Friday, July 20, 2018
Close  
  • share this

Industries changed by the Smartphone Revolution, for better or for worse

/ 02:12 AM December 20, 2017

Smartphones have become part of everyday life for most people, and they have changed the way we do so many things. This has had a profound effect on several industries, some good and some not so good. Much of this progress has been very gradual, and this gradual nature has made it a little difficult for people to notice the full extent of these changes.

The demise of sat navs and cameras

With smartphones having built-in map apps to give you directions, there is no longer such a large need for satellite navigation systems. In its heyday, a sat nav was the height of technology, never before had there been a voice telling you which road to take, where to turn and when you arrived at your destination–unless you were married!

The same applies to cameras. All mobiles have a built-in camera now, and the resolution and options on some of them are better than entry-level digital cameras. The professional photographers will still use expensive cameras to get the best results, not many people would be happy to have their wedding photos taken on a phone. However, the steep drop in the number of cameras purchased by the general public has been significant.

ADVERTISEMENT

‘Camera’ – April Killingsworth via Flickr (CC BY 2.0)

Banking made easy

For many years, if you wanted to carry out any transactions with your bank, you had to make your way into a branch. Then online banking was introduced, by just a few banks to start with, but eventually by them all. This made life easier for businesses and the public. The advent of smartphones brought apps from the banks, and now there are not many people that do not use them. There are even banking apps that are now mobile-only, with no bricks-and-mortar physical presence. This explains why some banks are reducing the number of branches they have, they just do not need so many anymore.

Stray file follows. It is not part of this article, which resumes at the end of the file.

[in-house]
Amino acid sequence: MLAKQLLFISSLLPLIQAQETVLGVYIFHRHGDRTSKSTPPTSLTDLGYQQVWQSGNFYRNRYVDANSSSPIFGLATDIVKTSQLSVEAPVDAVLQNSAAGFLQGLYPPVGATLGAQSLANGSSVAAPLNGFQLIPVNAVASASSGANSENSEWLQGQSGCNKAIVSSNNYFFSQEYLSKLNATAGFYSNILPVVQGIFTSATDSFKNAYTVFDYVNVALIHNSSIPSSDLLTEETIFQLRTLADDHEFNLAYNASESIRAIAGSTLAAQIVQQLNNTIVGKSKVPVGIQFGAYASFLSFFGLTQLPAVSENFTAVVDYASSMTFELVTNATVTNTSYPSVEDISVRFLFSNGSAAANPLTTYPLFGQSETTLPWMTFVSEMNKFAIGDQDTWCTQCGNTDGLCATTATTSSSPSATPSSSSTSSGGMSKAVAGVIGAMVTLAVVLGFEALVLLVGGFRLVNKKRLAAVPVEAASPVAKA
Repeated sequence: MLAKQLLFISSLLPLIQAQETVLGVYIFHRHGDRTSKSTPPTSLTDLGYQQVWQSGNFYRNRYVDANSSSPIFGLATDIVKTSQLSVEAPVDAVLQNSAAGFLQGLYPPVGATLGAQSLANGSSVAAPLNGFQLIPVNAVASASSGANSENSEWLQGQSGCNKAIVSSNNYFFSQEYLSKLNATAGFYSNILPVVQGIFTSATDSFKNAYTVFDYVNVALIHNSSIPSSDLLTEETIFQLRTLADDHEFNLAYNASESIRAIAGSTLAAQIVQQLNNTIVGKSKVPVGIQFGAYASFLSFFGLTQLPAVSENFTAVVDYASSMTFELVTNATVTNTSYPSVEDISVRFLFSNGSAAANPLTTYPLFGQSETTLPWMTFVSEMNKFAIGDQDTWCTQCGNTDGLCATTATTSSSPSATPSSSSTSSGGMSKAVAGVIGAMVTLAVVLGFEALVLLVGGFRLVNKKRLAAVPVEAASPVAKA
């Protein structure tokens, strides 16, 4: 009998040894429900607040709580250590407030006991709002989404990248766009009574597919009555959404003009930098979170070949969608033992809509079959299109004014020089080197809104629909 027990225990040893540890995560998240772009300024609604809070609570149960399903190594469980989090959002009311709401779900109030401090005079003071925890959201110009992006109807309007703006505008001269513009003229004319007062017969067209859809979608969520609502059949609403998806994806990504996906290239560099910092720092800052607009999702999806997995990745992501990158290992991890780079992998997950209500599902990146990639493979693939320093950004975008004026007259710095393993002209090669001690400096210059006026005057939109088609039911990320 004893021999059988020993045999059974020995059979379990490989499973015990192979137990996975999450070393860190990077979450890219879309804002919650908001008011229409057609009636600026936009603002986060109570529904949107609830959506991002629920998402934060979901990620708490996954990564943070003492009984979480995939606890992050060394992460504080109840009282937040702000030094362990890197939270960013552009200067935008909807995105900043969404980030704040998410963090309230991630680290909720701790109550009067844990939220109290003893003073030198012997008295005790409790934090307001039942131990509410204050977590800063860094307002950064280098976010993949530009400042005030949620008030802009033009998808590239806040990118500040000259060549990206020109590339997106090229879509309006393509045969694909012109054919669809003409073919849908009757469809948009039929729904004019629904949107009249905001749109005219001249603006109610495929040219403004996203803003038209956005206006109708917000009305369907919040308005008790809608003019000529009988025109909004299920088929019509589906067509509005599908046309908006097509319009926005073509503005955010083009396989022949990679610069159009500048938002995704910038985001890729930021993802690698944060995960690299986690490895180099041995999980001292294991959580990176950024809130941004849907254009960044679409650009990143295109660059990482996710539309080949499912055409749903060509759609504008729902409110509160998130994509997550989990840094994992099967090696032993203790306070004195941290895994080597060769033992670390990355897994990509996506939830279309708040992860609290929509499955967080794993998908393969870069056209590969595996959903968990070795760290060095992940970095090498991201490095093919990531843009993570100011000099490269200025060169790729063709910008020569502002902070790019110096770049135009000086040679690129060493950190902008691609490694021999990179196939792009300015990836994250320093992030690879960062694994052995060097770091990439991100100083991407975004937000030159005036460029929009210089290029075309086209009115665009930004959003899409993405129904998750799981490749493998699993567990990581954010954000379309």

Online gambling

Gambling is another industry that has been significantly affected by smartphones, with the accessibility and ease of mobile gambling contributing to the fact that online gambling is now the biggest gambling sector in the industry, accounting for a third of its activity. This increase has seen a huge rise in the number of gambling providers, making it a hugely competitive industry. Nowadays you can play the games in an online casino offering 200% welcoming bonuses. Just like all the other apps, one of the biggest advantages is they are available in the palm of your hand, 24 hours a day. No trying to get there within opening hours, you can play to please yourself.

Are horologists no longer needed?

Horologists repair clocks and watches, but their contribution to society has been widely diminished by the advent of the smartphone. The sales of watches have dropped dramatically, particularly among the younger generations. With phones already on a user’s person 24/7 and the time available at the flick of a button, the watch is now seen more as a fashion accessory than a necessity. With fewer watches being made and sold, it’s an industry that one day may disappear.

‘Rolex’ – Soletron via Flickr (CC BY 2.0)

More changes to come

These are just a few of the industries affected by smartphones, there are many thousands more. Some industries have been changed for the better, some have been damaged. The changes will continue for a long time to come, of course, and as technology advances the more we can do on our smartphones, the less we will need the older methods.

Don't miss out on the latest news and information.
View comments

Subscribe to INQUIRER PLUS to get access to The Philippine Daily Inquirer & other 70+ titles, share up to 5 gadgets, listen to the news, download as early as 4am & share articles on social media. Call 896 6000.

TAGS: clocks, digital technology, disrupted industries, online banking, online gambling, sat nav, satellite navigation, smartphone disruption, Smartphone revolution, timekeeping, watches
For feedback, complaints, or inquiries, contact us.


© Copyright 1997-2018 INQUIRER.net | All Rights Reserved

We use cookies to ensure you get the best experience on our website. By continuing, you are agreeing to our use of cookies. To find out more, please click this link.